Seasonal Observations: The Lupins

 

Folks in the Pemberton Meadows compare notes about what’s blooming and what birds are migrating through and what creatures they might have seen.

Regularly last fall, we would talk about the latest elk sighting and whose field it was in.

Then I saw a porcupine -a first for me in this valley – and we all discussed the porcupine.

There was a lot of exclaiming over the early bloom of the Calypso orchids a few weeks back and more recently, the Lady Slippers.

Perhaps we make it that way, in gratitude for what we see, but all these occurrences have stories behind them.

For example, there’s a field about nineteen kilometres up the meadows where domestic lupins bloom pink and purple and yellow against the soaring blue tinged mountains.

The flowers have gradually migrated, thanks to birds and the wind, I imagine, a kilometre from their original field.

They were started about eighty years ago by John Decker, who won acclaim in Canada in the thirties for his agricultural achievements.

Each year, the flowers bloom and mark a passage into summer.

We stop and take pictures, even though the albums already contain dozens of shots of them framed against Mount Curie or Mount Ross.

When I got married, we picked huge bouquets of lupins for the tables. Many wedding pictures were photobombed by errant lupin heads probing people’s ears and noses but the flowers looked and smelled lovely and they were going to waste in a cow pasture anyways.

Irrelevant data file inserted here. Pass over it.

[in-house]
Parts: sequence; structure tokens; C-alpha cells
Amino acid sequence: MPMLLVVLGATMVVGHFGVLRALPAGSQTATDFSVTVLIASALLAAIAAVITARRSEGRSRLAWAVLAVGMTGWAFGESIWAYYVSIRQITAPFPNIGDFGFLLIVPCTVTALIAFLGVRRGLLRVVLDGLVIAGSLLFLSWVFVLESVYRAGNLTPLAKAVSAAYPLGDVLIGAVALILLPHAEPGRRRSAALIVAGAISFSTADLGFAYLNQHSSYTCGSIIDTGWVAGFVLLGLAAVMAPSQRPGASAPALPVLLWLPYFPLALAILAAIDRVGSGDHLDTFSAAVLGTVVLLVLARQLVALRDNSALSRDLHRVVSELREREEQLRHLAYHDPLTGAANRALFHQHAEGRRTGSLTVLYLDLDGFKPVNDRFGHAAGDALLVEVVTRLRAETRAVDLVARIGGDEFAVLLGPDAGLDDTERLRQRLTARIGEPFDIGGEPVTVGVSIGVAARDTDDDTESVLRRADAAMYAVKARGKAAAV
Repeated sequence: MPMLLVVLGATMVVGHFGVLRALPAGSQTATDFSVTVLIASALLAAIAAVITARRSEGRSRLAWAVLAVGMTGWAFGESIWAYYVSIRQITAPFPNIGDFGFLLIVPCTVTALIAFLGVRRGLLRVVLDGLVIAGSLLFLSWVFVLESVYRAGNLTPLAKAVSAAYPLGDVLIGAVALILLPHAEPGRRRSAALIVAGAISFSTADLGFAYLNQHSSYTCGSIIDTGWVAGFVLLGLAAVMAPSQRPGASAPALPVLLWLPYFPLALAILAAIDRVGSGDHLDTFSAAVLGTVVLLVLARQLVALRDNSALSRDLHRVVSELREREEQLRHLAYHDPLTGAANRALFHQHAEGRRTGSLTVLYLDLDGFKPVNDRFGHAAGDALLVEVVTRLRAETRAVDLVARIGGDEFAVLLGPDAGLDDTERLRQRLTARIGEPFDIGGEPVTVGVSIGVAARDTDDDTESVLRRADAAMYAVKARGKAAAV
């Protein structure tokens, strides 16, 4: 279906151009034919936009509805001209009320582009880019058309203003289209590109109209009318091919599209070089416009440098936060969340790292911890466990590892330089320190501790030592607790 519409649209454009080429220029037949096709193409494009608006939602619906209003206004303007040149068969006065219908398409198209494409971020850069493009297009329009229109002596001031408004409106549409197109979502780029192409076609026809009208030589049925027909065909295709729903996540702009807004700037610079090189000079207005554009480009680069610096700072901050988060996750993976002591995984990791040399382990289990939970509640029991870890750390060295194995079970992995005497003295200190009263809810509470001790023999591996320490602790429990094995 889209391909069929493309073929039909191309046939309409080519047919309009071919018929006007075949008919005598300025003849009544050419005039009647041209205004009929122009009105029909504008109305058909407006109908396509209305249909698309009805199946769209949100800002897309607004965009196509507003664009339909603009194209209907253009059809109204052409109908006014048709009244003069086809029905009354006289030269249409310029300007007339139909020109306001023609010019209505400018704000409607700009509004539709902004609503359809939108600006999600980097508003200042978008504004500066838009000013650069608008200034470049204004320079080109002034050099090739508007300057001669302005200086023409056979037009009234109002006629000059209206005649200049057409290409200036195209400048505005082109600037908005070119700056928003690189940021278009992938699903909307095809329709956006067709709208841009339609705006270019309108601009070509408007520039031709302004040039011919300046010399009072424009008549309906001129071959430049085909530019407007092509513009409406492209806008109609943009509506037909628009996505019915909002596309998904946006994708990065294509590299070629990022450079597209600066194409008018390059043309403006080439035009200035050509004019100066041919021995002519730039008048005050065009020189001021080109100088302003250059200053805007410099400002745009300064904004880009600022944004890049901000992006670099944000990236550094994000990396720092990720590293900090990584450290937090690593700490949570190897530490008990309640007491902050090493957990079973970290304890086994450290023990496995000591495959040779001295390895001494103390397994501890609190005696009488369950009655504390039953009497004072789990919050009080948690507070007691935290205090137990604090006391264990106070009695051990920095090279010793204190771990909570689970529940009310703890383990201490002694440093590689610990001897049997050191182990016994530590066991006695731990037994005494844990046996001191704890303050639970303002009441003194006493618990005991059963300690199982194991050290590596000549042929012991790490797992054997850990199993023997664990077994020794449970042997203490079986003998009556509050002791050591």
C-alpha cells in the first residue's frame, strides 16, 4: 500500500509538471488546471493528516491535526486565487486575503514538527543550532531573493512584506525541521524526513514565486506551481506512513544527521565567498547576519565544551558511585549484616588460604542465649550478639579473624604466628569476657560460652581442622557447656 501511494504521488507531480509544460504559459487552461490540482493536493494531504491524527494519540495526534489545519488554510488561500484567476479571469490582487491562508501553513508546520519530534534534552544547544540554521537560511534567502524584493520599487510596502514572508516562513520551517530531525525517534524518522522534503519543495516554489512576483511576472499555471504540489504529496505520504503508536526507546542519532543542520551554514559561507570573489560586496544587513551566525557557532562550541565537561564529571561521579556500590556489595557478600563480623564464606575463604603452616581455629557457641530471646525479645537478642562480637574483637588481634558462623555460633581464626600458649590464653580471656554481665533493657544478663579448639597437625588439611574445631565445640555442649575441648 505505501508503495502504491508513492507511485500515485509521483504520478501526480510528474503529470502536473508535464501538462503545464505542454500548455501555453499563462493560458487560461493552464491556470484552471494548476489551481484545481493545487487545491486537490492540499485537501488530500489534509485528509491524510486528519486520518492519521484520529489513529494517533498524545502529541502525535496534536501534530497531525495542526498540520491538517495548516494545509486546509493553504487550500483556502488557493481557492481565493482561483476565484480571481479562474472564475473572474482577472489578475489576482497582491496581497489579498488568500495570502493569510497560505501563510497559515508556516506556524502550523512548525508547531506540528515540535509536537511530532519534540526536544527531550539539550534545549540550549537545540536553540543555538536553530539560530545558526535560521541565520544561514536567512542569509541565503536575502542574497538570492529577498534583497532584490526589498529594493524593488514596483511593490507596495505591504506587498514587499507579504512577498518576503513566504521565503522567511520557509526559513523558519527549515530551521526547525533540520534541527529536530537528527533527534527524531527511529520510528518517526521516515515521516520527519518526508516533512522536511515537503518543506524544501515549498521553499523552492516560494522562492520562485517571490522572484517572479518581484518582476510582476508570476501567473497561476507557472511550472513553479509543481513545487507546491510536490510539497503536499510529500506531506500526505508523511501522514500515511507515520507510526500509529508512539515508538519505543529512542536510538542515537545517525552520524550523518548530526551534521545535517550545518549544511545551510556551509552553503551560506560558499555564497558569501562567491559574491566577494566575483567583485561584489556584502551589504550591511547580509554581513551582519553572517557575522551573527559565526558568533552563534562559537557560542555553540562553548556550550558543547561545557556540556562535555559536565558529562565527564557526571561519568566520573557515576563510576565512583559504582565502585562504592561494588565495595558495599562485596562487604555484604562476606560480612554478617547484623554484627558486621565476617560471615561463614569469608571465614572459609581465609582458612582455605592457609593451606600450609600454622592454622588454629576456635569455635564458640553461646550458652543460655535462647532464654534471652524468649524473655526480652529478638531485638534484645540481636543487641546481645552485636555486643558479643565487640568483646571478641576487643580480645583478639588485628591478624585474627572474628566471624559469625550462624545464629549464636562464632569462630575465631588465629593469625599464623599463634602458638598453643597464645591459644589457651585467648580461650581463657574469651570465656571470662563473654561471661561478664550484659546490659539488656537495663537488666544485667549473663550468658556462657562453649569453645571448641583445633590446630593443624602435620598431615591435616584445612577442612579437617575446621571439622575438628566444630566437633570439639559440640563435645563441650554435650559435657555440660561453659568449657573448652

One year, the grad class helped me pick another display of lupins to decorate the gym for graduation ceremonies.

So, two days ago when I ran past the field of lupins, I stopped to admire them and marvel at their hardiness and longevity.

Of course, my reliable poser and running companion was only too happy to sit for awhile amid the blooms while I added the most recent lupin shot to the collection.

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Later, I phoned a neighbour to verify the history of the flowers and we exclaimed over the earliness of the blooms and then reminisced about the different times over the years that these flowers had brightened our lives.

Now when I see the lupins, I will also imagine my neighbour as a young girl, harvesting the seed pods for her own garden – planting history in her back yard.

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